Meyer and Berenbaum analyze the national security policy challenge in balancing protections for Intelligence Community whistleblowers and the government’s legitimate need for secrecy in order to execute the federal intelligence and counterintelligence mission. It is that need for secrecy that creates the intellectual distance between the sovereign’s requirement for information regarding the performance of the federal intelligence and counterintelligence mission and the ability to conduct that mission.
George Ellard, the National Security Agency’s Inspector General, provides his insight into the true damage caused by the Snowden disclosures, with comparisons to both recent and distant past leaks.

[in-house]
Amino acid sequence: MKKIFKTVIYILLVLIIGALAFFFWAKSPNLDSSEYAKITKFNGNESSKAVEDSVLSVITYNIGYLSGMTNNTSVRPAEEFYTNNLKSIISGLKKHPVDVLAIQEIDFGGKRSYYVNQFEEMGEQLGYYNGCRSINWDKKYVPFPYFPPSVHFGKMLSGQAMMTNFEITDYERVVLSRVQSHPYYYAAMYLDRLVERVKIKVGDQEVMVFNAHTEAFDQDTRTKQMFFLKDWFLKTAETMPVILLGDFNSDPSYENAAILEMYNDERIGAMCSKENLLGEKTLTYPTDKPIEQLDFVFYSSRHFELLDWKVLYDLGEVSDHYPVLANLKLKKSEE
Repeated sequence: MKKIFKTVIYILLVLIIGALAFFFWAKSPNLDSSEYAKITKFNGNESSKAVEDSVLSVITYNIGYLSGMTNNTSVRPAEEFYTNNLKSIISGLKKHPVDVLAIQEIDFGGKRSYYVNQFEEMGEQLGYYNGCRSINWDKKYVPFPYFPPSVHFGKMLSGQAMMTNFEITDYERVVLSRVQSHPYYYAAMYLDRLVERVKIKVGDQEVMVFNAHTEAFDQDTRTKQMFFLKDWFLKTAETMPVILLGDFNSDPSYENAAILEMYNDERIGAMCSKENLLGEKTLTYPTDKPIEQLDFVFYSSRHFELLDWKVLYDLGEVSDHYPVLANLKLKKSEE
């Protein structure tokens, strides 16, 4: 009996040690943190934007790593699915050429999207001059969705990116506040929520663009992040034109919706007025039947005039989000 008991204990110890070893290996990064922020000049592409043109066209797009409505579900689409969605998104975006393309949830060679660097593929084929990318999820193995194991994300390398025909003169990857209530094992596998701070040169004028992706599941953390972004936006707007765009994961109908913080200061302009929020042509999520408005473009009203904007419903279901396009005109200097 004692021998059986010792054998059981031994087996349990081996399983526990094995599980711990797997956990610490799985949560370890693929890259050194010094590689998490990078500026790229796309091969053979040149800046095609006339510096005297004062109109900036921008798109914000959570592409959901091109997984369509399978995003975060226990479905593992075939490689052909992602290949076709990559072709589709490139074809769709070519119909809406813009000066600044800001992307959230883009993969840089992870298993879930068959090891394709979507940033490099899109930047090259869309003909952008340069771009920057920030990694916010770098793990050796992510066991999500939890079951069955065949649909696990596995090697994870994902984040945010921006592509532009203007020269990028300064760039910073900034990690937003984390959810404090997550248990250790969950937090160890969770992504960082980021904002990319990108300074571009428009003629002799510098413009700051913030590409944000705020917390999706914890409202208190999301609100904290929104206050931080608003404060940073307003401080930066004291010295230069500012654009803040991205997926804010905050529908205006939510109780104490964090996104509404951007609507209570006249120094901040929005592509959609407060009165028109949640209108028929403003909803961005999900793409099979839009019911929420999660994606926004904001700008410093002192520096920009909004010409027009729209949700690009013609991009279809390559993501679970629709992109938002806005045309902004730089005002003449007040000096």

David Cole, expanding on his recent piece in The New York Review of Books, considers the perpetrators of the major intelligence leaks currently dominating the headlines: Edward Snowden, Bradley (now Chelsea) Manning, and Julian Assange. Cole reviews the actions and avowed motivations of these individuals—noting their similarities and differences—while subjecting each situation to legal analysis. Cole acknowledges the complex justifications on all sides, ultimately drawing out complicated questions of civic responsibility on the part of leakers and American society.